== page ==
The Press has a good editorial on THAT shirt in Canterbury Museum.
The offensive T-shirt currently causing a stir in Christchurch is not that easy to find.
It is tucked away in a booth by itself in a corner at the Canterbury Museum’s T-Shirts Unfolding exhibition – the booth itself would be easy to miss, and to miss it you need to negotiate your way past the warnings of offensive material at the entrance.
To get in to the booth, a security guard must lift a tape for you, and then you turn left, then right, then right again before the blasphemy of the shirt confronts you. On the front of it there is a nun who is pleased with herself, and on the back Jesus is described with a four-lettered anatomical noun. If the sight of the shirt offends you, you will have literally gone out of your way to be offended.
The shirt itself is offensive, of course, without a doubt and officially so. It was banned by the Chief Censor in 2008, so it would be unlawful to wear it in the street, where people have no choice whether to see it or not. A special dispensation was given by the censor to the museum to allow it to be shown in a curated exhibition charting the history and cultural phenomenon of the T-shirt.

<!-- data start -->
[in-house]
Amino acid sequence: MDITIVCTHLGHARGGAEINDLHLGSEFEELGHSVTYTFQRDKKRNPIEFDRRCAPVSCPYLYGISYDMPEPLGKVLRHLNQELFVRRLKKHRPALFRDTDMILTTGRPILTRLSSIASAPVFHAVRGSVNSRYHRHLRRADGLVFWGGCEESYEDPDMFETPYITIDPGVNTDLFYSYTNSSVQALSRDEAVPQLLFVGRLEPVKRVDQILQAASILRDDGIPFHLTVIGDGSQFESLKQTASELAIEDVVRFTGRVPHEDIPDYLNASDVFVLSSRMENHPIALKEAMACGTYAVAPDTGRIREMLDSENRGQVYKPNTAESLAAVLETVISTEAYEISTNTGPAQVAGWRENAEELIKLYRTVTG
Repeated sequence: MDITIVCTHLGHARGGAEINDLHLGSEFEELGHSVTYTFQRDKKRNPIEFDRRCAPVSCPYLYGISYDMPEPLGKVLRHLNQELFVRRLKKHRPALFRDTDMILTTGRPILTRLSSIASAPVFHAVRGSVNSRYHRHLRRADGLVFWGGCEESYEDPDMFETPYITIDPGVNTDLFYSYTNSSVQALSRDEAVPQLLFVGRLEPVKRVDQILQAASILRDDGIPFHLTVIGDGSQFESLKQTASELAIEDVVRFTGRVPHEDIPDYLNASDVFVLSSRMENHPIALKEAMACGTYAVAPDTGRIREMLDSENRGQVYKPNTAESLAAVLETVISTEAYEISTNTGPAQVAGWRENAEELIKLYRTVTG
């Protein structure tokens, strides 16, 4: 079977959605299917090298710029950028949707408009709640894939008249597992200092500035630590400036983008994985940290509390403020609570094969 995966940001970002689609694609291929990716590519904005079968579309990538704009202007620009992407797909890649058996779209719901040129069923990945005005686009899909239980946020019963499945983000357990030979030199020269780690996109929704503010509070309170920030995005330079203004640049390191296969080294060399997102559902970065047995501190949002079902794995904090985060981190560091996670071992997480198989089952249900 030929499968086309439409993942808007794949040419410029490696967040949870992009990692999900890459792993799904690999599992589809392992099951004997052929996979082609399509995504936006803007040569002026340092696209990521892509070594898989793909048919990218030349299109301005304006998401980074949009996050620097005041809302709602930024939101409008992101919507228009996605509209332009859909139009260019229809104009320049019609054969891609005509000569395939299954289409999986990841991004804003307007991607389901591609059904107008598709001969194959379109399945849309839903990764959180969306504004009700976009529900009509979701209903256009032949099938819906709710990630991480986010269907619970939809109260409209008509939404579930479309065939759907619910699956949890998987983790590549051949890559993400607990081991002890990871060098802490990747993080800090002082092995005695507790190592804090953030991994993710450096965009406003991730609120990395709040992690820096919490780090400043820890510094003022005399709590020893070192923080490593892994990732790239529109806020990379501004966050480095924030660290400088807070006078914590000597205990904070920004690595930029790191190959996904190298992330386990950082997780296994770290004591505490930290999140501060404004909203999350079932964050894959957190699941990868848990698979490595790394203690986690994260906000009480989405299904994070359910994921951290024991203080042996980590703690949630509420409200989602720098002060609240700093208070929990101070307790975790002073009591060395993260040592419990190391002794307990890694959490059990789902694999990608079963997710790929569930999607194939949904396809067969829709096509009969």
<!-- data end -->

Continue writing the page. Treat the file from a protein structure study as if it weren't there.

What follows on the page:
Offence can only be taken not given…and for someone to be offended at the exhibition they must really, really want to be offended.
As I stated before I don’t find a t-shirt offensive, I find the designers of the t-shirt just a bit sad that they feel the need to try to offend people in such a crass manner.
So, why is the museum showing offensive material? The question is open to debate, and it surely is a debate worth having. And that is what museums and art galleries are for. The way the shirt is displayed is not in itself gratuitous, and those who have made a choice to enter the booth are perhaps those least likely to be bothered by it.
But some people will be bothered, not by viewing the shirt, but by the blasphemous nature of what it shows and the fact that it exists at all.
The offence they feel, which is real and sincere, is perhaps felt more deeply because the shirt is back on display and because a public body, such as the museum, has endorsed its inclusion in the exhibition.
Inevitable comparisons will be made – if the shirt had depicted the Prophet Muhammed, would it have been included? Why is it frowned upon to insult one person’s religion, but considered OK to denigrate another’s?
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